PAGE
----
Elevated BNP levels are not only associated with left ventricular systolic and diastolic dysfunction, but they are also present in patients with left ventricular hypertrophy, atrial fibrillation, and valve disease. This suggests that BNP is more an indicator of elevated intracardiac pressure than of specific cardiac pathology.14 BNP levels >400 pg/mL have been shown to be relatively specific for cardiac pressure elevation due to left ventricular failure.10 Myocardial stretch caused by increased intracardiac pressure has been shown to slow conduction, enhance refractoriness, and trigger afterdepolarizations and ventricular ectopic beats.15–17 These changes may lead to ventricular action potential prolongation and ventricular repolarization instability in patients with heart failure.18 In our study, a significant degree of myocardial stretch, as indicated by BNP levels >400 pg/mL, was accompanied by QTc prolongation in only half of the patients. This suggests that factors other than electromechanical interaction may be important in determining the QTc interval length in patients with advanced heart failure. Furthermore, patients with comparable BNP levels had a significantly different outcome when stratified according to QTc interval duration. This may reflect a different pathophysiological background for these two parameters.

Plasma BNP Levels and Death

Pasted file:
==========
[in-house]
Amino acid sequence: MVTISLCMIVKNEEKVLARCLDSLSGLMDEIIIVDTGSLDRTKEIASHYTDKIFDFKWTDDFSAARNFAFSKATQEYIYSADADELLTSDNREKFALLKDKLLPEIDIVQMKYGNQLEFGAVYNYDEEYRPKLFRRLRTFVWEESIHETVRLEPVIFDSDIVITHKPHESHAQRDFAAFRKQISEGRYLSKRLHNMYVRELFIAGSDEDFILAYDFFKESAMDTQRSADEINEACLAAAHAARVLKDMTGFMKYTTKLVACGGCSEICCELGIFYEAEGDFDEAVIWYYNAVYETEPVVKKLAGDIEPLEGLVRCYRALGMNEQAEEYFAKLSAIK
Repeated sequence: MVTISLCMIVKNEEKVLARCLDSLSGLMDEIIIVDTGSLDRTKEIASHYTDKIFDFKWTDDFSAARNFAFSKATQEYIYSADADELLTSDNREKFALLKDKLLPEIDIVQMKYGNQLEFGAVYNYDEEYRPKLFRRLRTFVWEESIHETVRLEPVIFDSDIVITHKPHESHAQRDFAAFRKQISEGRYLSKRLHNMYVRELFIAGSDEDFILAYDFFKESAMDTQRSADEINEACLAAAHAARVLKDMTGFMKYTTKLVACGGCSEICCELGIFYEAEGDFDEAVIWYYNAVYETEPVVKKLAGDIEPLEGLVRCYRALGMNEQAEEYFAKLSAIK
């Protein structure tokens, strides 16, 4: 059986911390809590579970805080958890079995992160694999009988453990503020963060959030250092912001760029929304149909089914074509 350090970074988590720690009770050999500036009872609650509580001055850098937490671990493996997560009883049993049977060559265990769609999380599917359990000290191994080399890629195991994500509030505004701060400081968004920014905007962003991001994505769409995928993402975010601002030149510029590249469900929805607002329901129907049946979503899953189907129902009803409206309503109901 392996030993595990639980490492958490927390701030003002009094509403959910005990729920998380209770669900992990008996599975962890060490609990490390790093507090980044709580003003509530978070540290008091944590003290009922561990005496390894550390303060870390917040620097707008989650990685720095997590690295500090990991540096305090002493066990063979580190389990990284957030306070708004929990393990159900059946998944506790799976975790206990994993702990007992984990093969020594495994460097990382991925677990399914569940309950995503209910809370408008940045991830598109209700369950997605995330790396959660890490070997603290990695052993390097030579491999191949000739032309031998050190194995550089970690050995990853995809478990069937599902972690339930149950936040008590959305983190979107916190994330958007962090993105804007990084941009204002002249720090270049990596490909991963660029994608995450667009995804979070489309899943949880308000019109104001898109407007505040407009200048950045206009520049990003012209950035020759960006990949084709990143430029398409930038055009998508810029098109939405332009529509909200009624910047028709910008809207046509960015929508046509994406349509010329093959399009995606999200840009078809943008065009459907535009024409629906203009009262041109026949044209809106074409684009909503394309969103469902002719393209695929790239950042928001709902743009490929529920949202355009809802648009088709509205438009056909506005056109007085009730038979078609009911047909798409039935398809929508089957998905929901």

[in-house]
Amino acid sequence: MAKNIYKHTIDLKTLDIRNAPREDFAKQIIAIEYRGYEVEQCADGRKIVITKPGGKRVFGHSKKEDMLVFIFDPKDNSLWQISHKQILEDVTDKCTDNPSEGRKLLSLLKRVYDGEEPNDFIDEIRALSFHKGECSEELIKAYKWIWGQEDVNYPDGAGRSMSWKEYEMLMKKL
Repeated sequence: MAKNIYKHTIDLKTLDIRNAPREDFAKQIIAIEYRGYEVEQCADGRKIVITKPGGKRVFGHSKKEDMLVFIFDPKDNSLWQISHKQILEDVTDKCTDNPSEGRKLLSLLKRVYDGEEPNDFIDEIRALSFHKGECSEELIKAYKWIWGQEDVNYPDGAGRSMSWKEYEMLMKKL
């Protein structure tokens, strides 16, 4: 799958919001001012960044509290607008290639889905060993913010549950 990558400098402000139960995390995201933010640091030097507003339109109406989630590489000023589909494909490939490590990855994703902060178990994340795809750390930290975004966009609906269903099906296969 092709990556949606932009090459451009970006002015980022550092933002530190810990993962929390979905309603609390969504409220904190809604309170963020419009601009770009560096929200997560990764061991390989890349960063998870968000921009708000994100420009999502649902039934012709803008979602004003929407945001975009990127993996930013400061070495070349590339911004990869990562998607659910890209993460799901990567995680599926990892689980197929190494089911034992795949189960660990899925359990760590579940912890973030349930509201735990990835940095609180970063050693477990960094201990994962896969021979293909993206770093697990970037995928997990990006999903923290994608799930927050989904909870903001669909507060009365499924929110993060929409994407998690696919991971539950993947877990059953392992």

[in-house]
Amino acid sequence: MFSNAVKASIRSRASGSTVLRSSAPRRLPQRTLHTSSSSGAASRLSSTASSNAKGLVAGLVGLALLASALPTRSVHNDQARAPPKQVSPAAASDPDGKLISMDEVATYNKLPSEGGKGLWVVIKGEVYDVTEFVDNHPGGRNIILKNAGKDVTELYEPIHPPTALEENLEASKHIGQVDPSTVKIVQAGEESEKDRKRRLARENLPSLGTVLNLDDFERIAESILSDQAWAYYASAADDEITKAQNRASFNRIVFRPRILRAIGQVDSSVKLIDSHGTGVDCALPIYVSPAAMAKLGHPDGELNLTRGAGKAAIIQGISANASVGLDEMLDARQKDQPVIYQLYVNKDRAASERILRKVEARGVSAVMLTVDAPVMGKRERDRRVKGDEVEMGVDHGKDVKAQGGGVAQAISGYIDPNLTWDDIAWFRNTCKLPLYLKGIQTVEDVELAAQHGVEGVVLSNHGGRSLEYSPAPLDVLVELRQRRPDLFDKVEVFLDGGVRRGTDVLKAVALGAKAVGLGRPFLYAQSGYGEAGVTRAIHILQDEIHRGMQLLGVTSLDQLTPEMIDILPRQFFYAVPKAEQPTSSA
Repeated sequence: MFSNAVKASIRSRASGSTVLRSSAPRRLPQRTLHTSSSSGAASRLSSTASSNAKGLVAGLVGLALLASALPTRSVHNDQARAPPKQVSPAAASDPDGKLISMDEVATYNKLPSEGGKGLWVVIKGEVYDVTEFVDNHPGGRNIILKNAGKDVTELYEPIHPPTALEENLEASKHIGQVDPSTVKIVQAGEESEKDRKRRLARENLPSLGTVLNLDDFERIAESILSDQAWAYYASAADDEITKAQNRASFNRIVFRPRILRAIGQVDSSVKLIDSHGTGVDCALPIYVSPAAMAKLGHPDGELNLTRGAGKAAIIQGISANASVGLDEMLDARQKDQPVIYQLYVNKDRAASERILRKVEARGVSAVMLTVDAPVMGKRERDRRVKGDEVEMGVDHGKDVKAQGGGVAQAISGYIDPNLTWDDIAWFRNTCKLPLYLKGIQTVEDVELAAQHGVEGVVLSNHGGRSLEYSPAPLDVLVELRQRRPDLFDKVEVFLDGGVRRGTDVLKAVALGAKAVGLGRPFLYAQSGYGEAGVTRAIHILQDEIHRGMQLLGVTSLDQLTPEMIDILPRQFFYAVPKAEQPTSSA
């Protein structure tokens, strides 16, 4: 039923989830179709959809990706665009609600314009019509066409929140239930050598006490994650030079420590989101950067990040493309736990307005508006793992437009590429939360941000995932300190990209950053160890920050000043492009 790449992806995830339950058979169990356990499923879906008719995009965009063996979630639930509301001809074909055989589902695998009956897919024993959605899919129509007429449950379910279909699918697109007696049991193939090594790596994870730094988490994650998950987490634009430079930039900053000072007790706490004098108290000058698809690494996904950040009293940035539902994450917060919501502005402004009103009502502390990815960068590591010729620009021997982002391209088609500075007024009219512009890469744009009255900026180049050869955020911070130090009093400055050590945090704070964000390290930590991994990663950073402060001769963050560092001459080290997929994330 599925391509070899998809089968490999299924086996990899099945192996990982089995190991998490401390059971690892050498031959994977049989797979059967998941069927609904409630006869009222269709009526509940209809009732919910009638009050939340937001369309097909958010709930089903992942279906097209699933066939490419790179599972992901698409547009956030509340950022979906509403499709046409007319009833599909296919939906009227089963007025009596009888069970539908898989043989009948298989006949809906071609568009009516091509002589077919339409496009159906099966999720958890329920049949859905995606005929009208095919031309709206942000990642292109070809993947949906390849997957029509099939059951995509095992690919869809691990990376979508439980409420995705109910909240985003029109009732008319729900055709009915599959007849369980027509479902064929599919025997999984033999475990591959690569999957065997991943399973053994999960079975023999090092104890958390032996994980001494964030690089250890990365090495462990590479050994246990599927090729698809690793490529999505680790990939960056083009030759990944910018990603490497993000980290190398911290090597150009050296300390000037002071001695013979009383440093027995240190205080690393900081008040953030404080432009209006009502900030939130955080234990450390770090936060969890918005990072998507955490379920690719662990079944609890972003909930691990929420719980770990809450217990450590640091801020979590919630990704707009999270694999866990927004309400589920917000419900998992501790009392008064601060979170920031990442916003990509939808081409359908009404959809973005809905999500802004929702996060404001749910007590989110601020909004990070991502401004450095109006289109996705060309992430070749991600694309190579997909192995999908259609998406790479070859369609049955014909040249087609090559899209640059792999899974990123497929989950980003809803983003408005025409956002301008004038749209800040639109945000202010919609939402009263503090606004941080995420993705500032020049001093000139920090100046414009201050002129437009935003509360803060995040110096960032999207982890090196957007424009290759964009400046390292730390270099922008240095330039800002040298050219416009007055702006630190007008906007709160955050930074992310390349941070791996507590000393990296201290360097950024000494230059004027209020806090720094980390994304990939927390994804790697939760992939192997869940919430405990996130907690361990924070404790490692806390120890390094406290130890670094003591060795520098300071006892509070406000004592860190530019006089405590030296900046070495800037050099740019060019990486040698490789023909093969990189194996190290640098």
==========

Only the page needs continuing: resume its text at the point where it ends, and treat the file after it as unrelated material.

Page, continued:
Elevated plasma BNP is a powerful marker for prognosis and risk stratification in the setting of heart failure. Patients with BNP levels >480 pg/mL have been shown to have a 42% 6-month cumulative probability of heart failure admission or death, and higher BNP levels are associated with progressively worse prognosis.19 In our study, a significant elevation of BNP levels was associated with increased all-cause, cardiac, and pump-failure mortality rates; however, no correlation between sudden cardiac death and high BNP was found. In a recent study of patients with heart failure with left ventricular ejection fraction <35%, plasma BNP levels >130 pg/mL were associated with a significantly higher risk of sudden cardiac death than were lower BNP levels.11 Since we included only patients with BNP levels >400 pg/mL in the present study, the mean BNP value of our patient cohort was considerably greater than the cutoff point used in the study by Berger et al,11 which may account for the observed differences. Therefore, the degree of BNP elevation still remains a powerful predictor of all-cause, cardiac, and pump-failure death in patients with BNP levels >400 pg/mL. However, it does not appear to correlate with the risk of sudden cardiac death within this patient cohort.